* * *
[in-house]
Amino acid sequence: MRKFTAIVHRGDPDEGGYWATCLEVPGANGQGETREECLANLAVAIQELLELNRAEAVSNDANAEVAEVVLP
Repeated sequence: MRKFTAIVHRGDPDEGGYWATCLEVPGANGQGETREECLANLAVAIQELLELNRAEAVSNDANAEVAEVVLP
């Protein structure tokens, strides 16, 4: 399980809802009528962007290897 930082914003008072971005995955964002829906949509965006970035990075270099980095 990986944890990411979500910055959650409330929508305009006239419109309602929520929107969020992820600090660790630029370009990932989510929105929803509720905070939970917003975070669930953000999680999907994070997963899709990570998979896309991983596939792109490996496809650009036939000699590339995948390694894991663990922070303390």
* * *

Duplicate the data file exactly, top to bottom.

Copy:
[in-house]
Amino acid sequence: MRKFTAIVHRGDPDEGGYWATCLEVPGANGQGETREECLANLAVAIQELLELNRAEAVSNDANAEVAEVVLP
Repeated sequence: MRKFTAIVHRGDPDEGGYWATCLEVPGANGQGETREECLANLAVAIQELLELNRAEAVSNDANAEVAEVVLP
């Protein structure tokens, strides 16, 4: 399980809802009528962007290897 930082914003008072971005995955964002829906949509965006970035990075270099980095 990986944890990411979500910055959650409330929508305009006239419109309602929520929107969020992820600090660790630029370009990932989510929105929803509720905070939970917003975070669930953000999680999907994070997963899709990570998979896309991983596939792109490996496809650009036939000699590339995948390694894991663990922070303390």